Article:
A pregnant woman's blood stream contains not only her own cells, but a small number of her child's, as well, and some of them remain in her internal organs long after the baby is born. Understanding the origin and identity of these cells is vital to understanding their potential effects on a mother's long-term health. For example, fetal cells have been found at tumor sites in mothers, but it is unknown whether the cells are helping to destroy the tumor or to speed its growth.
Three types of fetal cells have now been identified in the lungs of late-term pregnant mice by a team led by Dr. Diana Bianchi of Tufts Medical Center. The research, published 6 June 2012 in Biology of Reproduction's Papers-in-Press, used publicly available databases to extract important genetic information from as few as 80 fetal cells. A combination of two different analytical techniques to characterize the rare fetal cells revealed a mixed population of trophoblasts (placental cells that provide nutrients to the fetus), mesenchymal stem cells (cells that later develop into fat, cartilage, or bone cells), and immune system cells.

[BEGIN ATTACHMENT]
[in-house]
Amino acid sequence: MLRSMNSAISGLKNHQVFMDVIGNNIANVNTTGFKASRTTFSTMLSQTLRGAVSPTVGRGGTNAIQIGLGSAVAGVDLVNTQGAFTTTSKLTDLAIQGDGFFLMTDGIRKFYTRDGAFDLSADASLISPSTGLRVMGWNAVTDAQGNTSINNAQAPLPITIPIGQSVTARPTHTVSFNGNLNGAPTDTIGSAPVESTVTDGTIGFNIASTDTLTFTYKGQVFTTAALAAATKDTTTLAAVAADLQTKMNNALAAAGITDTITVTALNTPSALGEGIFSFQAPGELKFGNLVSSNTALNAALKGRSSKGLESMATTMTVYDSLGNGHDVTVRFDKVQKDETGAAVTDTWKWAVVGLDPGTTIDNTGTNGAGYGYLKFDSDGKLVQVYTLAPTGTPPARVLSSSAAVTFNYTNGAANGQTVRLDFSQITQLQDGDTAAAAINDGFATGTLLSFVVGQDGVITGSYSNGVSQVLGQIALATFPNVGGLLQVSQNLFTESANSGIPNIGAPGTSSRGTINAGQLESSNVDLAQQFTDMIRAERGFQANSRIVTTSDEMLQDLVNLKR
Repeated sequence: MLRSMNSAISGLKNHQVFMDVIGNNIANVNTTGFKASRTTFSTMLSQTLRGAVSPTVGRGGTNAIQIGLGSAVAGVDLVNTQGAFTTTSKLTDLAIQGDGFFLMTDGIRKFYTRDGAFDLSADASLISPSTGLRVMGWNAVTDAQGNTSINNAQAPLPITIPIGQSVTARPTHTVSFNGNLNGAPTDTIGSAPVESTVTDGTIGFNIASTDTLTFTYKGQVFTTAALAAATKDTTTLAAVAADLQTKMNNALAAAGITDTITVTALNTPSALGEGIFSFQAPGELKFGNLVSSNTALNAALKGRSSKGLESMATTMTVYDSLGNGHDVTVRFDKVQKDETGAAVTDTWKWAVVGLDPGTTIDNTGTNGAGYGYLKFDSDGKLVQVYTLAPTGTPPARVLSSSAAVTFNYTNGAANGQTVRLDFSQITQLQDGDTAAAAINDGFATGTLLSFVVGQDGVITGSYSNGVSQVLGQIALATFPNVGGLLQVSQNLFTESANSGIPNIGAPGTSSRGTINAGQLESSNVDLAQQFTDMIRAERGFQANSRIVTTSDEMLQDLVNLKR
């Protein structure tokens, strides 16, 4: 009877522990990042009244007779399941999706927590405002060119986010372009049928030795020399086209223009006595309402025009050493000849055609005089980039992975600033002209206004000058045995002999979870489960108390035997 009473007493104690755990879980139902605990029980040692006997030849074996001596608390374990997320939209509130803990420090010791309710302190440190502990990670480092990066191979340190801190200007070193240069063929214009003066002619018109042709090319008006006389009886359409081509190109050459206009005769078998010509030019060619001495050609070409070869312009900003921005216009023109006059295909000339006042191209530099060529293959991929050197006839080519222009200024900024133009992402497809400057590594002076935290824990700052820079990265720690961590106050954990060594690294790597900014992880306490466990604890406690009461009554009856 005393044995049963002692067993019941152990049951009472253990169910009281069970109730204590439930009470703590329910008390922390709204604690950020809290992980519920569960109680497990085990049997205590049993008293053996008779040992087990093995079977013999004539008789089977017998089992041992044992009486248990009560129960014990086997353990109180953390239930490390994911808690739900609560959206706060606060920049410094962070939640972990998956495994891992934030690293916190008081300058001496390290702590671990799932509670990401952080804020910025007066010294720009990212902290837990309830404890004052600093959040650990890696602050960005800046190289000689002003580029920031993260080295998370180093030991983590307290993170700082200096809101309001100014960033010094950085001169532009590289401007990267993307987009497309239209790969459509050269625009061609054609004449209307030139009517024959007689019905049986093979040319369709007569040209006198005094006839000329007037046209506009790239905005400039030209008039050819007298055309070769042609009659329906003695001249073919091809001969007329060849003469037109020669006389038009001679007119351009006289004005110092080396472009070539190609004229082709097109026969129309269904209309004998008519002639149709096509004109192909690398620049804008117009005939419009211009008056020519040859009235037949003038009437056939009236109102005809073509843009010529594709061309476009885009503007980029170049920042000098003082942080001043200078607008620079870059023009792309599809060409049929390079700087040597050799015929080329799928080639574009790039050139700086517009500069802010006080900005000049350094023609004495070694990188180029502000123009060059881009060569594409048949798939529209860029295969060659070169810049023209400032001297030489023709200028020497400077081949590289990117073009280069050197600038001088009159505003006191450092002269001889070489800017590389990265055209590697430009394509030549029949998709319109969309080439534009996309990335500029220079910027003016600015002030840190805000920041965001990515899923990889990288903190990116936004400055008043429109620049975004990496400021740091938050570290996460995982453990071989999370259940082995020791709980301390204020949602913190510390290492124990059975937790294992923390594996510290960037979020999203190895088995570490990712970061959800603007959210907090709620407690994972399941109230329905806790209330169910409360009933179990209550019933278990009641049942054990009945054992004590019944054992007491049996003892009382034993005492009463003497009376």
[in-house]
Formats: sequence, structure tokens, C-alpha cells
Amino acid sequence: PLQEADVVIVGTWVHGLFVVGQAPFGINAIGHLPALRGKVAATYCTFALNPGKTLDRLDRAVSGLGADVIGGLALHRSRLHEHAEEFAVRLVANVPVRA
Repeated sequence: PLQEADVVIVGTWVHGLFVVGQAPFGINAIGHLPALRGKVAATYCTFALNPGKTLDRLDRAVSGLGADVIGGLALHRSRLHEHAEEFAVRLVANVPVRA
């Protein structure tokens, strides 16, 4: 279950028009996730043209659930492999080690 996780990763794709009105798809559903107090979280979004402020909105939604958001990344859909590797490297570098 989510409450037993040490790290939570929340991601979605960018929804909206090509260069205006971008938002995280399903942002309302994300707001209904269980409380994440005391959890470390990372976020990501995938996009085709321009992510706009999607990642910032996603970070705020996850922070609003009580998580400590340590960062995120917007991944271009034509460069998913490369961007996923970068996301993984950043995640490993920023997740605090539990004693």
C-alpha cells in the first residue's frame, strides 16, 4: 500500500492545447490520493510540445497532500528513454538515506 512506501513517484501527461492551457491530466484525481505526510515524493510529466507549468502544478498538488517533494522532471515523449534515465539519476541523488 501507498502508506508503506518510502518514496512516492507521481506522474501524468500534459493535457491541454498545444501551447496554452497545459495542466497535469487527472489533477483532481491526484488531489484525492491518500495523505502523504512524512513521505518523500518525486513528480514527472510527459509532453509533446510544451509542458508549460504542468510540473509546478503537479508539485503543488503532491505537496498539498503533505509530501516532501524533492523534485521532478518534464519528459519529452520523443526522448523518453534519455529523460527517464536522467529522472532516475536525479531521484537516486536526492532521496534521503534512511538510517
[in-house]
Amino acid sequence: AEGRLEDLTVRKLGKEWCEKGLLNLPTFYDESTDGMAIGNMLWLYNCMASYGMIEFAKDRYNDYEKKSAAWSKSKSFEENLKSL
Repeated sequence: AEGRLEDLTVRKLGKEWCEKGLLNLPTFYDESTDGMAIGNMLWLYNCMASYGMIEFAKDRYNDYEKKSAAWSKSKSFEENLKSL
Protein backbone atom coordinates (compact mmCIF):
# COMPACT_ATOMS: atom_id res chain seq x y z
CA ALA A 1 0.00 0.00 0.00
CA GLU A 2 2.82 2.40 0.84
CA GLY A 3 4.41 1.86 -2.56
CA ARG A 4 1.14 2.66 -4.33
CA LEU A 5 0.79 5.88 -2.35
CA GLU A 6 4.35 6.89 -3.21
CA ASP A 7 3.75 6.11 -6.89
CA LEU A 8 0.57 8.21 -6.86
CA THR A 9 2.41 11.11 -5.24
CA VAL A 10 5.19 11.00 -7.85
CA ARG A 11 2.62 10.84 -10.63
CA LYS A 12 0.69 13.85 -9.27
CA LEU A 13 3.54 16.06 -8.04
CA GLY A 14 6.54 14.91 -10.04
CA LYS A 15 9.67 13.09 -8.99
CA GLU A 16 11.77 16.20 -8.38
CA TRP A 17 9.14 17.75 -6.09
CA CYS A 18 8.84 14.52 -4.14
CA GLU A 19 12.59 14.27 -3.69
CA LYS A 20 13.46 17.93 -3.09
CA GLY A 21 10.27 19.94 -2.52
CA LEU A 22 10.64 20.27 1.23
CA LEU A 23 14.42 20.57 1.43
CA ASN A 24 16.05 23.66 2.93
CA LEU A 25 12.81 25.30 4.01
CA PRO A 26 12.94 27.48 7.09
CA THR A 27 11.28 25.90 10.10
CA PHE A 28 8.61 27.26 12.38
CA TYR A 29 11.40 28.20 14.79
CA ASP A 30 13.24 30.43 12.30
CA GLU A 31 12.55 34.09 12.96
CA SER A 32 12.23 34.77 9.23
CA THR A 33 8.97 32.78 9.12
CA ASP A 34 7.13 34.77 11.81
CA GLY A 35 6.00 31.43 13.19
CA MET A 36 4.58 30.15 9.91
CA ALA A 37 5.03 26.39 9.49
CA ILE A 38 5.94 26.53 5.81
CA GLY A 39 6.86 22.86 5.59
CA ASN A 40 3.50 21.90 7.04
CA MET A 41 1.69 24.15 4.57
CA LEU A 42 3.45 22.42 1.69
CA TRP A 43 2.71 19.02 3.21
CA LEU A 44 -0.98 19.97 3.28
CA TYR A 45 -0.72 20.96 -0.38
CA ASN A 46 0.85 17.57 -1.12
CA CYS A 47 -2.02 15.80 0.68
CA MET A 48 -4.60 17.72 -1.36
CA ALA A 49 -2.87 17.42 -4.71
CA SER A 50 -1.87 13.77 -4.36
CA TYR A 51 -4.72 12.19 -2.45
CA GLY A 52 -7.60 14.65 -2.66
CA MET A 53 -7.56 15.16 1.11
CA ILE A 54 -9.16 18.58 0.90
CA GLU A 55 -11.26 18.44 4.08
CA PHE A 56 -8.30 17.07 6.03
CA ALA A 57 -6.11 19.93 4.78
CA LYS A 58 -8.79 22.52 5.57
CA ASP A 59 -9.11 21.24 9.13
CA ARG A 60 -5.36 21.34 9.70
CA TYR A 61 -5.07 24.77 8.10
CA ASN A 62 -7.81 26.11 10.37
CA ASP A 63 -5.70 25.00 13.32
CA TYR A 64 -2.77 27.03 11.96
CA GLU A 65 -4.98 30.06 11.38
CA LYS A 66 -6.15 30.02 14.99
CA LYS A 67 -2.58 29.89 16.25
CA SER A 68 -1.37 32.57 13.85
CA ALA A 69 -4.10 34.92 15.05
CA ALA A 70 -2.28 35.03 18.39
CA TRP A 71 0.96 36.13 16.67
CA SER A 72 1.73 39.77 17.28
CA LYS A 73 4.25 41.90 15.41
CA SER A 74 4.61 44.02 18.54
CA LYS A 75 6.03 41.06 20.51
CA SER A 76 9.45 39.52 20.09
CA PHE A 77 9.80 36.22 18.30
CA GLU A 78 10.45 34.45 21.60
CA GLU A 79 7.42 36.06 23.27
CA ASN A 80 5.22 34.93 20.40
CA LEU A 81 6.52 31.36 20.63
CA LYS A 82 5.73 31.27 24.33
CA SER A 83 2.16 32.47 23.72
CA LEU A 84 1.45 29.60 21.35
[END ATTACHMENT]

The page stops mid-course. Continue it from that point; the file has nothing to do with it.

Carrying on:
Researchers suspect that fetal cells in a mother's blood stream help her immune system tolerate and not attack the fetus. The detection of trophoblasts and immune cells in the maternal lung should aid future studies on this subject, as well as research into pregnancy-related complications like preeclampsia. The presence of fetal mesenchymal stem cells corresponds with previous studies that reported fetal and placental cells differentiating to repair injured maternal organs in both mice and humans.
Using this team's techniques of gene expression analysis, researchers should now be better able to identify the types of cells present in maternal organs and in doing so determine their potential short- and long-term effects on a mother's internal systems.
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